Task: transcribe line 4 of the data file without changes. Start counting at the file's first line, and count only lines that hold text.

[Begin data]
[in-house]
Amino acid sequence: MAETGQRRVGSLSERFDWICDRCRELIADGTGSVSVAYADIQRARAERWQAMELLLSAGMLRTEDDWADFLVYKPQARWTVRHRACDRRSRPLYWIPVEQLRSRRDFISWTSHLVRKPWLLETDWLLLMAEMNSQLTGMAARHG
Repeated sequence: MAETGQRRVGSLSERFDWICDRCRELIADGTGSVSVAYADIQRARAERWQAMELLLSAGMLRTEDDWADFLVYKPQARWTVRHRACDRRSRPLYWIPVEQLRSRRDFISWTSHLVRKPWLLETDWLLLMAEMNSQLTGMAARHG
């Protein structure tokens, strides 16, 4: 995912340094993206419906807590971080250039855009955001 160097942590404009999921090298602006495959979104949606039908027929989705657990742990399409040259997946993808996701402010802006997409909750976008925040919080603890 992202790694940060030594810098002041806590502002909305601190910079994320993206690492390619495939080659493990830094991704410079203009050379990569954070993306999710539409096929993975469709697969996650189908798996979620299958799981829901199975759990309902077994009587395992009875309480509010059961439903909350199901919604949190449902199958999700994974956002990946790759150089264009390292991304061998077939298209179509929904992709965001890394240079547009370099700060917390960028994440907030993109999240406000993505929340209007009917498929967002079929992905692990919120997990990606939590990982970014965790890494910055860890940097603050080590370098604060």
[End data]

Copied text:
């Protein structure tokens, strides 16, 4: 995912340094993206419906807590971080250039855009955001 160097942590404009999921090298602006495959979104949606039908027929989705657990742990399409040259997946993808996701402010802006997409909750976008925040919080603890 992202790694940060030594810098002041806590502002909305601190910079994320993206690492390619495939080659493990830094991704410079203009050379990569954070993306999710539409096929993975469709697969996650189908798996979620299958799981829901199975759990309902077994009587395992009875309480509010059961439903909350199901919604949190449902199958999700994974956002990946790759150089264009390292991304061998077939298209179509929904992709965001890394240079547009370099700060917390960028994440907030993109999240406000993505929340209007009917498929967002079929992905692990919120997990990606939590990982970014965790890494910055860890940097603050080590370098604060």